This resolution in lameness with a progression of degenerative changes can be attributed to pain in the acute phase of the disease. As healing occurred, the lameness resolved. The damage persisted and, being consistent with the chronic progressive nature of arthritis, resulted in the subsequent radiographic changes.

Diagnosis

In the young dog with lameness from elbow dysplasia, diagnosis is made from typical clinical signs and standard radiographic evaluation. For diagnosis of a clinically lame patient, views should include a lateral, a craniocaudal and a flexed lateral of the elbow joint. The radiographic appearance is characterized by incongruity and or degenerative changes.

The anconeal process may not fuse to the diaphysis of the ulna until 4 to 5 months of age, so a diagnosis of UAP prior to 4 to 5 months of age is premature. No studies have been conducted for the giant breeds to determine an age range; this age range maybe even older in the giant breeds. The usual age of presentation with clinical signs is 6 to 12 months, but affected dogs may not be clinically lame until much older.

UAP is bilateral in 20 to 35 percent of affected dogs. Males are more frequently affected than females, potentially because of a more rapid growth rate and a greater over-all size.

The most significant radiographic sign of UAP is the appearance of a radiolucent line of separation between the olecranon and the anconeal process (Figure 1). This line may be present in varying degrees since the anconeal process can actually be partially fused (Figure 2).

Click on an image to see a larger view.


 

Figure 1. Extreme flexed lateral radiographic projection of the elbow joint. The ununited anconeal process is completely separated from the ulna by the line at the point of the arrow.


 

Figure 2. Extreme flexed lateral radiographic projection of the elbow joint. A partially fused anconeal process is evident. The anconeal process is fused caudally and the line at the point of the arrow is the area where fusion failed to occur.

It is important to obtain a lateral radiograph of the elbow in extreme flexion. If not flexed, the distal, caudal aspect of the medial epicondyle of the humerus is superimposed on the anconeal process, which can be confused with a separation line.

As the disease progresses, sclerosis can be seen along the margins of separation. Degenerative changes subsequently appear at 7 to 8 months of age.

The fragmented coronoid process occurs at 4 to 10 months of age. Unlike a UAP, an FCP may not be visible radiographically (Figure 3). Fissures in the cartilage or slightly irregular articular margins would be the least abnormal (Figures 4 & 5). These changes are not evident radiographically, but the resulting degenerative changes would eventually become evident radiographically.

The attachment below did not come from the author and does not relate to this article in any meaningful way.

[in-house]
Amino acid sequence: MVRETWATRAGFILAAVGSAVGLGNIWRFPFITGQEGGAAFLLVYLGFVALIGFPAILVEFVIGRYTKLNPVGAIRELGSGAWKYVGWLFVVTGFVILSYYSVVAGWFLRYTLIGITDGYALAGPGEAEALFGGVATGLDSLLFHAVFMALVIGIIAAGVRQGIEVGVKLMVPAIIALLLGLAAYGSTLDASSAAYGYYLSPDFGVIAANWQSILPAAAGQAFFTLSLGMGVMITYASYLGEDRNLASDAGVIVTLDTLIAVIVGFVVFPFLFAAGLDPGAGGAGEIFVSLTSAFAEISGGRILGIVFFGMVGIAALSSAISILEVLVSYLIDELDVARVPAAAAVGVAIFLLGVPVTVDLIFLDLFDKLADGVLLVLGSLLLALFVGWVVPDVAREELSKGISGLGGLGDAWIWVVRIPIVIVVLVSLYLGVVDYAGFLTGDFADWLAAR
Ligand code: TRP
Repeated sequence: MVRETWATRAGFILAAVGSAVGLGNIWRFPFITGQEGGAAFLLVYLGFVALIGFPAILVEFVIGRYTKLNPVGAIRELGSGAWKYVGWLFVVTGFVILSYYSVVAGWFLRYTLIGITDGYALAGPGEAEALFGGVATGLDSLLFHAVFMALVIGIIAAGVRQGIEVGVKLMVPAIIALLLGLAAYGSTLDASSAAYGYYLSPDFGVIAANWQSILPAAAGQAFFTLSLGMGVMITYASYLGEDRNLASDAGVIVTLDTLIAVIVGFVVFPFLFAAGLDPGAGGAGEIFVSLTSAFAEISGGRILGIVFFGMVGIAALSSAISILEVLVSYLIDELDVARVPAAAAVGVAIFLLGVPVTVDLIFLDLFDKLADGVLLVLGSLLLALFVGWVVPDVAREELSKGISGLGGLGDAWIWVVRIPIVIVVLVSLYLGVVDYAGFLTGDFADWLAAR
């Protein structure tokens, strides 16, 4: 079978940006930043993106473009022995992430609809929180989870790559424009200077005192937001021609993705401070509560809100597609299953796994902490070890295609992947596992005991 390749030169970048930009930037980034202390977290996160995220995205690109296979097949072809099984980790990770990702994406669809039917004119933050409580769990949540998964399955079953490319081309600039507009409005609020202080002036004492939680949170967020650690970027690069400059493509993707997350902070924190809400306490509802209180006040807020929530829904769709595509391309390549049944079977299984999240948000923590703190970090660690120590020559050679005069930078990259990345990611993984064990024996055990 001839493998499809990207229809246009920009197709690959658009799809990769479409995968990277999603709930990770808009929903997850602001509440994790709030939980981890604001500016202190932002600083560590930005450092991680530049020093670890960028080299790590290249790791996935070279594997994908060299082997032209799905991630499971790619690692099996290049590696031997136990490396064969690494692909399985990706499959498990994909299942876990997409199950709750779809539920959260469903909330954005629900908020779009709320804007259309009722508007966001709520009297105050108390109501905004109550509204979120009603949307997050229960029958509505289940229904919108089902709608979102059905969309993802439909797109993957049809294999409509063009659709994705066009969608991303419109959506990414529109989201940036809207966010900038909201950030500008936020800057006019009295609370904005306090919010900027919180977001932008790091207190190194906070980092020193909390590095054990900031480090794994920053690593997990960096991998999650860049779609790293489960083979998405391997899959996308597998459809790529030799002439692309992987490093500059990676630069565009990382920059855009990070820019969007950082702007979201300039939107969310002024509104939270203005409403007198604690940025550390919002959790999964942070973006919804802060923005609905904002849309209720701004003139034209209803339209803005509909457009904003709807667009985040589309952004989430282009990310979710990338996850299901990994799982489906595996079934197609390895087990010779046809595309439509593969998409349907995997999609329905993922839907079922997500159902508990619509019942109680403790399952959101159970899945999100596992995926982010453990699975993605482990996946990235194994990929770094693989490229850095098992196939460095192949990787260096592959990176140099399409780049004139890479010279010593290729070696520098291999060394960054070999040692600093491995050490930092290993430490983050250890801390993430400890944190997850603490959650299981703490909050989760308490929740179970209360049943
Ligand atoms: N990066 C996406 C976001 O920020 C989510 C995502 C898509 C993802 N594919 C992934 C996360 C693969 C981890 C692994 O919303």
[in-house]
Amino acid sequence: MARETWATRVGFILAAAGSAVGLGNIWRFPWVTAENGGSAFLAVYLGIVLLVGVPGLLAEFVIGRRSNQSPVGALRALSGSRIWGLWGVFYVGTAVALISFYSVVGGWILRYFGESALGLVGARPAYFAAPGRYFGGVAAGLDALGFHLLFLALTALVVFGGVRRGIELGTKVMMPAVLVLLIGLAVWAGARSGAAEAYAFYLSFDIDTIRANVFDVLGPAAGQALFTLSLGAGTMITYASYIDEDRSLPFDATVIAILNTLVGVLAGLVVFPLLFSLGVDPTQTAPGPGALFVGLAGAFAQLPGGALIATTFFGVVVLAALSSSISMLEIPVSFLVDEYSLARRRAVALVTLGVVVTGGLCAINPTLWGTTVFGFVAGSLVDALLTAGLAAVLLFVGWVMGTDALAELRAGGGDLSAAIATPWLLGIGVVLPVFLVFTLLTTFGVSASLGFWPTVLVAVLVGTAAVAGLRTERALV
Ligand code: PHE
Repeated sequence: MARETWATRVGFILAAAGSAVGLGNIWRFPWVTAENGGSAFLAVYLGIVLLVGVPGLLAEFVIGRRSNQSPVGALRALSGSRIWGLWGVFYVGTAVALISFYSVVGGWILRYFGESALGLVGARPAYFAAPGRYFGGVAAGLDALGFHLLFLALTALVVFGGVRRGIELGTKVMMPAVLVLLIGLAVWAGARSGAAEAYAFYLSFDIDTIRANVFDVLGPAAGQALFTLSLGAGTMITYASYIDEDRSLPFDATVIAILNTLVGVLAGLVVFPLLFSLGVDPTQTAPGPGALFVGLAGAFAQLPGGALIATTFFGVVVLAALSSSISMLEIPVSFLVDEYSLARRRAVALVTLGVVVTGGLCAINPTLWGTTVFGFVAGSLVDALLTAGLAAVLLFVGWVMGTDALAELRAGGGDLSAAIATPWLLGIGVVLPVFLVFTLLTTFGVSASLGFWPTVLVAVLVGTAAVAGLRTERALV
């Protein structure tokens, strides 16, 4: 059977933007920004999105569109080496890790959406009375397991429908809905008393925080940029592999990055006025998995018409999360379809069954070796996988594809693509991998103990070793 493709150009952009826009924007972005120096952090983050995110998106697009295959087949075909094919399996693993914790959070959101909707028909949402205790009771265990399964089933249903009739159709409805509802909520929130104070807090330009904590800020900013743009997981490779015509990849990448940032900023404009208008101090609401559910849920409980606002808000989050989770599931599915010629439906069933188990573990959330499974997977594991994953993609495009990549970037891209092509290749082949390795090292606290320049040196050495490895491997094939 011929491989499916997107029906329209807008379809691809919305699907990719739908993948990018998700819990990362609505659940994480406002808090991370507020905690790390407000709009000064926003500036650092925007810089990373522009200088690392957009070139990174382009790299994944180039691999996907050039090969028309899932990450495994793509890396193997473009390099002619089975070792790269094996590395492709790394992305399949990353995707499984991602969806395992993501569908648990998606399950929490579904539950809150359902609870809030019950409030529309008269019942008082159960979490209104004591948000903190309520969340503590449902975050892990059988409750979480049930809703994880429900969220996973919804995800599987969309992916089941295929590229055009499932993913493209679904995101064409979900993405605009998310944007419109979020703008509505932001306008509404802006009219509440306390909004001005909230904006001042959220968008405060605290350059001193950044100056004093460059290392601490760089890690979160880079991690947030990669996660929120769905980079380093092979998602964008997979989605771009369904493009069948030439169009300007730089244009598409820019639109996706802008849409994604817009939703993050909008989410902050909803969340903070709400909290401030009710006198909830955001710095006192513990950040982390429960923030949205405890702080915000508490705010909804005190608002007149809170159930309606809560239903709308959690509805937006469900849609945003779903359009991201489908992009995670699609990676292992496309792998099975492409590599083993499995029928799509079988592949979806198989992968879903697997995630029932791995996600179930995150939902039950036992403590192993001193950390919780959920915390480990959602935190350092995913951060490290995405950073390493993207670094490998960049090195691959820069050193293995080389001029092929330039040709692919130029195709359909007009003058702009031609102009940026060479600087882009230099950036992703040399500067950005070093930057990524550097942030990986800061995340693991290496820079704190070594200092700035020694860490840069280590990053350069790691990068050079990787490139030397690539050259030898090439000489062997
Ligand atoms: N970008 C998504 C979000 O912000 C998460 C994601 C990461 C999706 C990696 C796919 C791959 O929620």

Click on an image to see a larger view.


 

Figure 3. Extreme flexed lateral radiographic projection of the elbow joint. Although not typically evident via radiographic examination, the arrow marks the line of separation of a fragmented medial coronoid process. A small, triangular, radiodense fragment can be seen adjacent to the line of separation.


 

Figure 4. A gross tissue specimen of the articular surface of the radius (right) and ulna (left). The arrow points to a fissure in the cartilage. The arrowhead points to an area of roughened articular cartilage. These lesions would not be evident radiographically but could result in changes consistent with Grade 1 elbow dysplasia.


 

Figure 5. A gross tissue specimen of the articular surface of the radius (right) and ulna (left). The arrow points to the irregular articular margin between the radius and ulna. It appears that a portion of the ulna is missing (in the proximity of the coronoid process). This lesion would not be evident radiographically, but could result in changes consistent with Grade 1 elbow dysplasia.

Definitive radiographic identification of FCP often is not possible because of super-imposition of the radial head over the medial coronoid process. In addition, the central radiographic beam rarely intersects the cleavage line in a parallel manner.

The diagnosis of the FCP is typically from the secondary degenerative changes that result from the abnormality (Figures 9 & 10). These are seen as early as 7 to 8 months of age but may not be evident until maturity. These are osteophytes located on the proximal and lateral aspects of the anconeal process. Similar changes on the medial humeral epicondyle and medial aspects of the joint develop as the disorder progresses. Sclerosis between the proximal radius and ulna and/or an increased humeroradial joint space maybe seen on a lateral projection.

The primary radiographic sign of OCD is common to all locations. There is evidence of a subchondral bone defect that causes a flattening or concavity of the articular surface. In the elbow OCD is diagnosed by visualization of either a subchondral bone defect or cartilage flap on the medial humeral condyle. This defect may have a sclerotic margin.

The cartilage flap may become calcified or contain a piece of subchondral bone facilitating recognition radiographically as a "joint mouse."